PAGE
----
Scientists have analyzed data on many quakes, since more than 1300 of them have already been recorded. Experts have identified a special class of shaking of Mars: low-frequency ones. By the nature of the signal, they are quite similar to the events familiar to terrestrial seismologists.
It can be hoped that the cause of such tremors is not in the crackling of the shrinking crust and not in the rare falls of meteorites, but in the geological activity of Mars.
For 18 out of 24 such low-frequency tremors, it was possible to determine the distance between the seismograph and the epicenter.
And it coincided (within the margin of error) with the distance to the furrows of Cerberus. That is, to the very place where fresh volcanic deposits or something very similar was found.
But that’s not all. Judging by the speed of seismic waves, they passed through a liquid or almost liquid medium. The mantle, we recall, is solid. And the bark is also hard. What then can be liquid? Magma.
There appears to be a magma chamber beneath the bottom of at least one of Cerberus’ furrows. And if so, then the crack itself, most likely, was formed as a result of a volcanic catastrophe, and not a gradual cracking of the cooling crust.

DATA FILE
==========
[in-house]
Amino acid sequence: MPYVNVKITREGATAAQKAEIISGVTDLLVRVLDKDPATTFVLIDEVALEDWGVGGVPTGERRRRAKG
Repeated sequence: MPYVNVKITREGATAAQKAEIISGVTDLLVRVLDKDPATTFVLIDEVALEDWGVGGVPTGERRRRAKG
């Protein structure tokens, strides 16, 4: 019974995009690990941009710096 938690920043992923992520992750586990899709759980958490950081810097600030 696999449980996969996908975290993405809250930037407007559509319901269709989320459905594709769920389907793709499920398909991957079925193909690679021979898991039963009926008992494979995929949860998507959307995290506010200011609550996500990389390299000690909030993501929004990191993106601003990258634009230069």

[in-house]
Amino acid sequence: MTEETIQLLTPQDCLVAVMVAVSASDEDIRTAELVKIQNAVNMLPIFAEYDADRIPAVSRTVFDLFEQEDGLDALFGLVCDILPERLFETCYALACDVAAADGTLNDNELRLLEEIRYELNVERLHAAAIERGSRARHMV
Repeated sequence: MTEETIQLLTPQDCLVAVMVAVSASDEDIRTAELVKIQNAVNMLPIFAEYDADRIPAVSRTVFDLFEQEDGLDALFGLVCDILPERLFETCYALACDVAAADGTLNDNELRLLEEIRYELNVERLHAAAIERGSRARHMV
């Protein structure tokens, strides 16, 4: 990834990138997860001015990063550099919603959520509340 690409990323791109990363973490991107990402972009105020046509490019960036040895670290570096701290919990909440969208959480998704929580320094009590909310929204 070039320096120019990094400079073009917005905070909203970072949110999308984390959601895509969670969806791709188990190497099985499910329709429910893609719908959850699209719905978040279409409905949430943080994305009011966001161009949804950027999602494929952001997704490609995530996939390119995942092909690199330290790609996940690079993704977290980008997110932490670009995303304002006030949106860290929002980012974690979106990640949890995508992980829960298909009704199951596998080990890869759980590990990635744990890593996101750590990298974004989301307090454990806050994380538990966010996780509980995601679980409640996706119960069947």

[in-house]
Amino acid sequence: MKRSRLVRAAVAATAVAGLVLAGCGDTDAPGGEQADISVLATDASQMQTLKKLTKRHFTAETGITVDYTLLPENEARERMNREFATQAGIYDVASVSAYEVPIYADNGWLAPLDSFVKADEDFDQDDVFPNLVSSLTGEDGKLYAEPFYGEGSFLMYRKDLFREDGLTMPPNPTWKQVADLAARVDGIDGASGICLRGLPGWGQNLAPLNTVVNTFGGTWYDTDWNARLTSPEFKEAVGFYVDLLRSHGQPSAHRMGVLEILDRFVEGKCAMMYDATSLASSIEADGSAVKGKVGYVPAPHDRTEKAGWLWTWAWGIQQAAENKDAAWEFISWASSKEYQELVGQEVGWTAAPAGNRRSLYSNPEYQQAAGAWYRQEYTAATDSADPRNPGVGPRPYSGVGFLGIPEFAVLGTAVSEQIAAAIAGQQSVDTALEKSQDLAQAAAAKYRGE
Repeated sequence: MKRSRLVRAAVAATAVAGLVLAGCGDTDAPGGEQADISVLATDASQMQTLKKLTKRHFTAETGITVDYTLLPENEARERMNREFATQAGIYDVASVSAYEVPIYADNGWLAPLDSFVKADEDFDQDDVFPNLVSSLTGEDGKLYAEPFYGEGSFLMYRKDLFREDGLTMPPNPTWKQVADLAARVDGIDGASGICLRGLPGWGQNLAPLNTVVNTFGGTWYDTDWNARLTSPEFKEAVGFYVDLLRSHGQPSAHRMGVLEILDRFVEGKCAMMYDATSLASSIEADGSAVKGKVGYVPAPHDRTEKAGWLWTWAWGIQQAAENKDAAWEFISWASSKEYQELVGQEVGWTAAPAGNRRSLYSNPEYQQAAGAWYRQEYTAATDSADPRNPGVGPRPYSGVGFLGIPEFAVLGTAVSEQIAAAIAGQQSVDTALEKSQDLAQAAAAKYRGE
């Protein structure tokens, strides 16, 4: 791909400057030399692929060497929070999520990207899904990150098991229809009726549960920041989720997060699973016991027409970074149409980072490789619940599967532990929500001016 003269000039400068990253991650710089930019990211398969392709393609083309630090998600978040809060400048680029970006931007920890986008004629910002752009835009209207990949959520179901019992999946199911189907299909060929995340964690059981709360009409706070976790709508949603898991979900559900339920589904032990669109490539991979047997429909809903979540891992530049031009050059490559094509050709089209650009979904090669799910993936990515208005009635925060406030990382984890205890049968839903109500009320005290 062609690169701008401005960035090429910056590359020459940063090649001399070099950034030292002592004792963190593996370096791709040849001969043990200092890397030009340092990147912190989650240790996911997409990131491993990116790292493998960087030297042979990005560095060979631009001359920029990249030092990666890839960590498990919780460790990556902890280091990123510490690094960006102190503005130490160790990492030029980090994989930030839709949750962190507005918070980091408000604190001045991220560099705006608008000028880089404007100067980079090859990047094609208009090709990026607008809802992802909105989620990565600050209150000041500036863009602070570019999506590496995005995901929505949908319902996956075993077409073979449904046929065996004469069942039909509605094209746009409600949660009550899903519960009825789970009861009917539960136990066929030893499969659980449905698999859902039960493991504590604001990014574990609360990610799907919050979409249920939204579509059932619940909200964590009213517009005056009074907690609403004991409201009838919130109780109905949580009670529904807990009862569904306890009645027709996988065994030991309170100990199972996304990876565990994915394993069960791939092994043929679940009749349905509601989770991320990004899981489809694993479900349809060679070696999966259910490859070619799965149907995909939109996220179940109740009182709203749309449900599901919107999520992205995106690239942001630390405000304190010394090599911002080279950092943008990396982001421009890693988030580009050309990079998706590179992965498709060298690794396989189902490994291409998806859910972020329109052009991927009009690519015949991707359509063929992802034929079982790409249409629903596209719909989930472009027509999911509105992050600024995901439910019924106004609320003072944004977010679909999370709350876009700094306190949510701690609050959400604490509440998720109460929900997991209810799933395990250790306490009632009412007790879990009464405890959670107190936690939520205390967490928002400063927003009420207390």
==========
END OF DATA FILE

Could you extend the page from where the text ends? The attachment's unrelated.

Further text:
And the most important thing is that as long as the magma remains liquid, it can be erupted to the surface. A Martian volcano may wake up and declare itself.
Two independent pieces of evidence – images from orbit and seismograms from the surface – that’s a lot. But scientists take the notion of “established fact” very seriously.
The press service can force them to make a big statement for the release, but in their own circle they do not rush to conclusions, slowly and meticulously accumulating arguments for and against.
Perhaps one day a whole network of seismographs will appear on Mars, instruments will measure the flow of underground heat at different points on the planet, and rock samples from the edges of that very crack will be studied by rovers, or even delivered to earthly laboratories.
And then it will be possible to say for sure whether there is a magma chamber there. Well, or we are very lucky, and the orbiters will photograph the eruption process.